Invasive mangroves produce unsuitable habitat for endemic goby and burrowing shrimp pairs in Kāne'ohe Bay, O'ahu, Hawai'i.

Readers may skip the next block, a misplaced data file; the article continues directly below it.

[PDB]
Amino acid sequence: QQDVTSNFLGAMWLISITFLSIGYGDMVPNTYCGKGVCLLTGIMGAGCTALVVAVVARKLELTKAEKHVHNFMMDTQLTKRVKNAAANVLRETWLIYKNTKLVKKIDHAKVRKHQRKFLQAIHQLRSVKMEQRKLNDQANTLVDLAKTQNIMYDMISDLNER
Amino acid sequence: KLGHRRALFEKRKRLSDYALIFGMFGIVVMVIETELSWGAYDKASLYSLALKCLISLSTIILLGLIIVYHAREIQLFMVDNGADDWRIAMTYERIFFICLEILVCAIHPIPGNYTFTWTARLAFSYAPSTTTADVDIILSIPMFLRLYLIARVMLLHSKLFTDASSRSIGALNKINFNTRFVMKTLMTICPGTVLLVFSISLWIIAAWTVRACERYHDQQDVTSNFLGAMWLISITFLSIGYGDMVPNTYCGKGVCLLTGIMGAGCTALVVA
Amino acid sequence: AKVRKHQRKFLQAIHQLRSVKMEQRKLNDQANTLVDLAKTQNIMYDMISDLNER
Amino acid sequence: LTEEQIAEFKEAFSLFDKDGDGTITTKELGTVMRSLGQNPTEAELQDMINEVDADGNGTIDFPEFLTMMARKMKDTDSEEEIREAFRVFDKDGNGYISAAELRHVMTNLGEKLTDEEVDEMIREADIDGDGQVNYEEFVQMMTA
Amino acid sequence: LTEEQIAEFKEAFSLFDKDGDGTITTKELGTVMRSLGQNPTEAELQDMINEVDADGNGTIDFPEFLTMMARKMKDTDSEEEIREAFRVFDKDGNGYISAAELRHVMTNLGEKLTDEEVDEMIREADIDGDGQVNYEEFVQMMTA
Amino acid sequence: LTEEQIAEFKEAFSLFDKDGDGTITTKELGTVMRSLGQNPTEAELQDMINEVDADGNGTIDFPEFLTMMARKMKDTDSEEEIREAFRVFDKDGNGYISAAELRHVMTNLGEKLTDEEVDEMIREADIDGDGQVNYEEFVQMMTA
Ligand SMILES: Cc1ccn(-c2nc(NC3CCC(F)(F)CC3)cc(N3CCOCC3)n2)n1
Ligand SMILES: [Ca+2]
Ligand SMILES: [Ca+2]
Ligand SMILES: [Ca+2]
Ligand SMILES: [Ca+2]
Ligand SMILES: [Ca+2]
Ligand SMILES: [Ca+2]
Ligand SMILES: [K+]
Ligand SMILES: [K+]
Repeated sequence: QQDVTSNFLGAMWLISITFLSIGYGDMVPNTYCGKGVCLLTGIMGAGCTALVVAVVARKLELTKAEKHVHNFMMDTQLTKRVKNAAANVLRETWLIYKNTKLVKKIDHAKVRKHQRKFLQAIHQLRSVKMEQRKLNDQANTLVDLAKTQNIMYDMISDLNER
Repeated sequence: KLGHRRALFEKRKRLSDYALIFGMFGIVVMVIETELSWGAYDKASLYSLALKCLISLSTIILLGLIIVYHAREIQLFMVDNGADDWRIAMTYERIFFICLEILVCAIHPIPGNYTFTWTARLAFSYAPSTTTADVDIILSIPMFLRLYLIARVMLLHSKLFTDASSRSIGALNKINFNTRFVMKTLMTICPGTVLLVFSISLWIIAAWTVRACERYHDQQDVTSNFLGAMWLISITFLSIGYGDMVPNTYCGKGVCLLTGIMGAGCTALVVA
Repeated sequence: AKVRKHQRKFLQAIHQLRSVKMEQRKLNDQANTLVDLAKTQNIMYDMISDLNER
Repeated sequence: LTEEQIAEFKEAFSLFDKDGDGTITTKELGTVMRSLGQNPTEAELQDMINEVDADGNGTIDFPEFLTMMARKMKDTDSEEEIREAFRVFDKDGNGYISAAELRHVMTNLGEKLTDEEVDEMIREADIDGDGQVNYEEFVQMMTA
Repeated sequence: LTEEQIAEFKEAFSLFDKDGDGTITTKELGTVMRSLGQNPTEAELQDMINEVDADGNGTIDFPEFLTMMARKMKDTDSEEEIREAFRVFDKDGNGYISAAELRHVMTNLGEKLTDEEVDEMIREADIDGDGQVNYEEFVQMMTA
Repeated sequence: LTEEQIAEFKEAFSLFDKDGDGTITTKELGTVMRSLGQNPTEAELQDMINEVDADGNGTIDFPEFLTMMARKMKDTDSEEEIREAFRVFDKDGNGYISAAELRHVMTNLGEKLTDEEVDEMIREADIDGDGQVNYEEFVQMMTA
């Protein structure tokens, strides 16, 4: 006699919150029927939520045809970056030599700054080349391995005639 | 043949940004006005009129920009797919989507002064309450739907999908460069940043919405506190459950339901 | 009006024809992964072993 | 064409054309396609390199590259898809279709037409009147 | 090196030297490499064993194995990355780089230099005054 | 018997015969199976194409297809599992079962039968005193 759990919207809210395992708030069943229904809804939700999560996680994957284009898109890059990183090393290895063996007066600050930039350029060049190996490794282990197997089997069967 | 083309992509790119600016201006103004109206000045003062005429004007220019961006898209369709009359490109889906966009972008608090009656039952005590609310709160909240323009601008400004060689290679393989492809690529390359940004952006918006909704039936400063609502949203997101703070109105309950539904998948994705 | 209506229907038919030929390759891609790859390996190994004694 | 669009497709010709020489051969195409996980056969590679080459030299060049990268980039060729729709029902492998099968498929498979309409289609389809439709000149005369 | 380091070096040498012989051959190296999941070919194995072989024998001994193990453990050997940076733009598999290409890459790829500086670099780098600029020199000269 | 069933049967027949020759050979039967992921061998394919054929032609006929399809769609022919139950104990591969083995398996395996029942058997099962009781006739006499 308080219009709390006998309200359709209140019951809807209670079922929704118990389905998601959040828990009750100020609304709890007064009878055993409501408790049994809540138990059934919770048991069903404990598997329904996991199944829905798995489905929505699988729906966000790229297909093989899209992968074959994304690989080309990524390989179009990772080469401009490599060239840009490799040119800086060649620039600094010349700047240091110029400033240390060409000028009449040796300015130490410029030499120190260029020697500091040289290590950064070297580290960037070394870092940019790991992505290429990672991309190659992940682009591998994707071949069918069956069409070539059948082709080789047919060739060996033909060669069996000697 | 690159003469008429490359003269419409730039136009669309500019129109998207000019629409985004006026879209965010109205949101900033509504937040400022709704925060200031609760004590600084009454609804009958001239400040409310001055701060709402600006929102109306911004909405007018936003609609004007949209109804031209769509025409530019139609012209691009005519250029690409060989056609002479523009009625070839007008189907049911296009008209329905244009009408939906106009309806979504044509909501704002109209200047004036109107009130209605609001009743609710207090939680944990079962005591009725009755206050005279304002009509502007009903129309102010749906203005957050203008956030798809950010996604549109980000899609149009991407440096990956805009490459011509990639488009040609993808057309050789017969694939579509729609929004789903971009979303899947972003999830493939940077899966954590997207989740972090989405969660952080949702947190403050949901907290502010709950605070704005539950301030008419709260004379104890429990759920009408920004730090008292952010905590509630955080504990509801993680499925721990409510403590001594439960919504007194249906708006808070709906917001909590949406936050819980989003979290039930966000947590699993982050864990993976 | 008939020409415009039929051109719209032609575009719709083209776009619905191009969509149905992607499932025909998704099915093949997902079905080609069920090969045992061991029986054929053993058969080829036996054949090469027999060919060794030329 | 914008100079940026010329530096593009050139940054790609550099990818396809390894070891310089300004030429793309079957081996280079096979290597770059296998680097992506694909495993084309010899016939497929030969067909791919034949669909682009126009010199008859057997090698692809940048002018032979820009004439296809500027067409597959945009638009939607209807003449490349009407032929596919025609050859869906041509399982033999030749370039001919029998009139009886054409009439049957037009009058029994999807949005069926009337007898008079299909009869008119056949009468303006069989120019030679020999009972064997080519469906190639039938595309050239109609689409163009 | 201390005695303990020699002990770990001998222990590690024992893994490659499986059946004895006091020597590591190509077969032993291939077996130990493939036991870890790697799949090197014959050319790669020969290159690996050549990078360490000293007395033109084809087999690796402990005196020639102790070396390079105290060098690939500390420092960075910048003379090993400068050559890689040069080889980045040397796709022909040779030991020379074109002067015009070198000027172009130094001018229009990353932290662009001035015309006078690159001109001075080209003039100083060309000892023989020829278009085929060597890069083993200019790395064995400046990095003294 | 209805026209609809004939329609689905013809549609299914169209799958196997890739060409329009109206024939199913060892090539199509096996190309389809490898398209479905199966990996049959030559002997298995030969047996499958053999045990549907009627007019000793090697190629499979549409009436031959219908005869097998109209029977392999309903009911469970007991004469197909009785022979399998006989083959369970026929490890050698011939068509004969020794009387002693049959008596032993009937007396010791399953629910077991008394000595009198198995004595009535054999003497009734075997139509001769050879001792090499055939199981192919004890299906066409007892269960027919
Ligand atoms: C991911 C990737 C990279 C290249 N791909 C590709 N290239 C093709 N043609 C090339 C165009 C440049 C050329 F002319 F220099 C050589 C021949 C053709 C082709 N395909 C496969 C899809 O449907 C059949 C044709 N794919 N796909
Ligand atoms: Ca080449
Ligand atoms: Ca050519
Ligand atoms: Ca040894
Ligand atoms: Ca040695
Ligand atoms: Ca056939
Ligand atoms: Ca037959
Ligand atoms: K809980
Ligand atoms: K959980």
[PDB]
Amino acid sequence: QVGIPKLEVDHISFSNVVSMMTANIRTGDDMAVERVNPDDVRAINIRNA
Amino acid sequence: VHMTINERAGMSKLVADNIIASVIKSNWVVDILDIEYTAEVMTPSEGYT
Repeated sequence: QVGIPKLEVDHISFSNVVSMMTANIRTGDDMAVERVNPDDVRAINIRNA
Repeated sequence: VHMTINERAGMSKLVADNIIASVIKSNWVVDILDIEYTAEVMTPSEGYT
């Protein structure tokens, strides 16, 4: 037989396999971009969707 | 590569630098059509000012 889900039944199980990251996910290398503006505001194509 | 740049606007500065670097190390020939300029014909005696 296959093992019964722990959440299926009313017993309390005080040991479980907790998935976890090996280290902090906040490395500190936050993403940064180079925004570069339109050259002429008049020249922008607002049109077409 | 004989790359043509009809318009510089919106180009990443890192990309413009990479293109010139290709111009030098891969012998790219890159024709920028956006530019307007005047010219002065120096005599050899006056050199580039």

Hawai'ian ecosystems evolved in relative isolation and support an abundance of native and endemic species. As such, they are particularly vulnerable to introduced species that alter habitat and interfere with species interactions. Although mangroves are valued globally for shoreline protection and other services, their invasion of the Hawai'ian islands may have negative effects on the abundance and functions of native species. On an island in Kāne'ohe Bay, O'ahu, we explored the relationship between invasion of the red mangrove, Rhizophora mangle, and abundance of the native burrowing shrimp Alpheus rapax, which shares its burrows with the endemic goby Psilogobius mainlandi in a mutualism that reduces predation on both. We hypothesized that the abundance of shrimp/goby burrows is reduced beneath mangroves due to increased cover associated with mangrove prop roots, which trap leaves and debris and may harbor the invasive red alga Gracilaria salicornia. At 3 mangrove-invaded sites, we conducted a survey of burrow density and benthic debris and found ~4-5× lower burrow density and 4× greater cover of debris under the mangrove edge compared to sandflats that were 1.5 and 5.0 m away. Burrow density was negatively correlated with total cover of benthic debris and with subgroups of that cover composed of G. salicornia or leaves. We tested the effect of debris removal over 2 weeks, which resulted in 3-8× more burrows. Thus, we provide evidence that invasive red mangroves, through trapping leaves and promoting presence of invasive G. salicornia among their prop roots, have strong negative effects on shrimp/goby burrow density. Although our study was limited in spatial scope, we propose that current efforts to remove mangroves in Hawai'i, for both cultural and ecological reasons, will mitigate negative effects on endemic goby and native shrimp habitat.